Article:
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Ideological uncertainty and lobbying competition

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  • Martimort, David
  • Semenov, Aggey

Abstract

Polarized interest groups compete to influence a decision-maker through monetary contributions. The decision-maker chooses a one-dimensional policy and has private information about his ideal point. Competition between interest groups under asymmetric information yields a rich pattern of equilibrium strategies and payoffs. Policies are systematically biased towards the decision-maker's ideal point and it may sometimes lead to a "laissez-faire" equilibrium where the decision-maker is freed from any influence. Either the most extreme decision-makers or the most moderate ones may get information rent depending on their ideological bias. The market for influence may exhibit segmentation with interest groups keeping an unchallenged influence on ideologically close-by decision-makers. Interest groups refrain from contributing when there is too much uncertainty on the decision-maker's ideology and when the latter is ideologically too far away.

Suggested Citation

  • Martimort, David & Semenov, Aggey, 2008. "Ideological uncertainty and lobbying competition," Journal of Public Economics, Elsevier, vol. 92(3-4), pages 456-481, April.
  • Handle: RePEc:eee:pubeco:v:92:y:2008:i:3-4:p:456-481
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    References listed on IDEAS

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    Cited by:

    1. Martimort, David & Semenov, Aggey & Stole, Lars, 2017. "A Complete Characterization of Equilibria in a Common Agency Screening Game," MPRA Paper 80870, University Library of Munich, Germany.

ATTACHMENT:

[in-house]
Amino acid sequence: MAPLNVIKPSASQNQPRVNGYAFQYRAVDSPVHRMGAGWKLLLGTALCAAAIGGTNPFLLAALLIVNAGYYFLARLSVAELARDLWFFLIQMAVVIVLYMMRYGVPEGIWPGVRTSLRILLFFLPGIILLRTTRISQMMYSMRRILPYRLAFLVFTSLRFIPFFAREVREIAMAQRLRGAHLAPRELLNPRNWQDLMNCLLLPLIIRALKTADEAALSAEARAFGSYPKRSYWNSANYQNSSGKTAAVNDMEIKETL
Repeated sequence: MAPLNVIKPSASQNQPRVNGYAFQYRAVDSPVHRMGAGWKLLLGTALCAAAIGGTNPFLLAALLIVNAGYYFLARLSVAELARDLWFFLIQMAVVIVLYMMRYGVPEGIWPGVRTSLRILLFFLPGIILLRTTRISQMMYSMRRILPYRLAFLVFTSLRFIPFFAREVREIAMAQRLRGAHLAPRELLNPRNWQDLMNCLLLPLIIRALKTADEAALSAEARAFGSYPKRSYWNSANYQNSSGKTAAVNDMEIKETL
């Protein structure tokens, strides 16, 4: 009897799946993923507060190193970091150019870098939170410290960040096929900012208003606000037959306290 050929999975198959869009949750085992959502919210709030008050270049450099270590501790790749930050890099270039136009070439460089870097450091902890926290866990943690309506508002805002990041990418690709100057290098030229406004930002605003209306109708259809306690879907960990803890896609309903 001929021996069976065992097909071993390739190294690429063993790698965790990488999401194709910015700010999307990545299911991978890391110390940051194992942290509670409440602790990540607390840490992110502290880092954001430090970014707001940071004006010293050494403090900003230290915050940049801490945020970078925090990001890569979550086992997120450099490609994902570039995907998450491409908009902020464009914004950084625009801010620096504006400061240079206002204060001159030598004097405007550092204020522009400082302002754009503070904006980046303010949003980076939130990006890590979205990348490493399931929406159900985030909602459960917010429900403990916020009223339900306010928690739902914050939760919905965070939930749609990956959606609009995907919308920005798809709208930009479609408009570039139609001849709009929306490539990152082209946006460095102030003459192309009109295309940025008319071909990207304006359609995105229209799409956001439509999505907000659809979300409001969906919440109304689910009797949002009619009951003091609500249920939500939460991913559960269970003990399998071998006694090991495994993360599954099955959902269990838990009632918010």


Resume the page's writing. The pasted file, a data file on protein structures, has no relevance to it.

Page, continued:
2. Felgenhauer, Mike, 2010. "Transparency and special interests," Economics Letters, Elsevier, vol. 106(1), pages 4-7, January.
    3. Semenov, Aggey, 2010. "Common agency with risk-averse agent," Journal of Mathematical Economics, Elsevier, vol. 46(1), pages 38-49, January.
    4. Carmona, Guilherme & Fajardo, José, 2009. "Existence of equilibrium in common agency games with adverse selection," Games and Economic Behavior, Elsevier, vol. 66(2), pages 749-760, July.
    5. Graham Mallard, 2014. "Static Common Agency And Political Influence: An Evaluative Survey," Journal of Economic Surveys, Wiley Blackwell, vol. 28(1), pages 17-35, February.
    6. Mireille Chiroleu-Assouline & Thomas P. Lyon, 2016. "Merchants of Doubt: Corporate Political Influence when Expert Credibility is Uncertain," Working Papers 2016.28, FAERE - French Association of Environmental and Resource Economists.
    7. Martimort, David & Stole, Lars, 2015. "Menu Auctions and Influence Games with Private Information," MPRA Paper 62388, University Library of Munich, Germany.
    8. Eddie Dekel & Matthew O. Jackson & Asher Wolinksy, 2006. "Vote Buying II: Legislatures and Lobbying," Discussion Papers 1433, Northwestern University, Center for Mathematical Studies in Economics and Management Science.
    9. Martimort, David & Stole, Lars, 2011. "Public Contracting in Delegated Agency Games," MPRA Paper 32874, University Library of Munich, Germany.
    10. David Martimort & Aggey Semenov & Lars Stole, 2016. "A Complete Characterization of Equilibria in Common Agency Screening Games," Working Papers 1618E, University of Ottawa, Department of Economics.
    11. Aggey Semenov, 2014. "Existence and continuity of the optimal contract in adverse selection models with constraints," Working Papers E1402E, University of Ottawa, Department of Economics.
    12. Mike Felgenhauer, 2007. "Policy Bias Equivalence under Common Agency," Journal of Economics, Springer, vol. 90(3), pages 295-312, April.
    13. Lima, Rafael Costa & Moreira, Humberto, 2014. "Information transmission and inefficient lobbying," Games and Economic Behavior, Elsevier, vol. 86(C), pages 282-307.
    14. repec:the:publsh:2266 is not listed on IDEAS
    15. Martimort, David & Semenov, Aggey & Stole, Lars, 2015. "A Complete Characterization of Equilibria in Two-type Common Agency Screening Games," MPRA Paper 66620, University Library of Munich, Germany.

    More about this item

    JEL classification:

    • D7 - Microeconomics - - Analysis of Collective Decision-Making
    • D8 - Microeconomics - - Information, Knowledge, and Uncertainty

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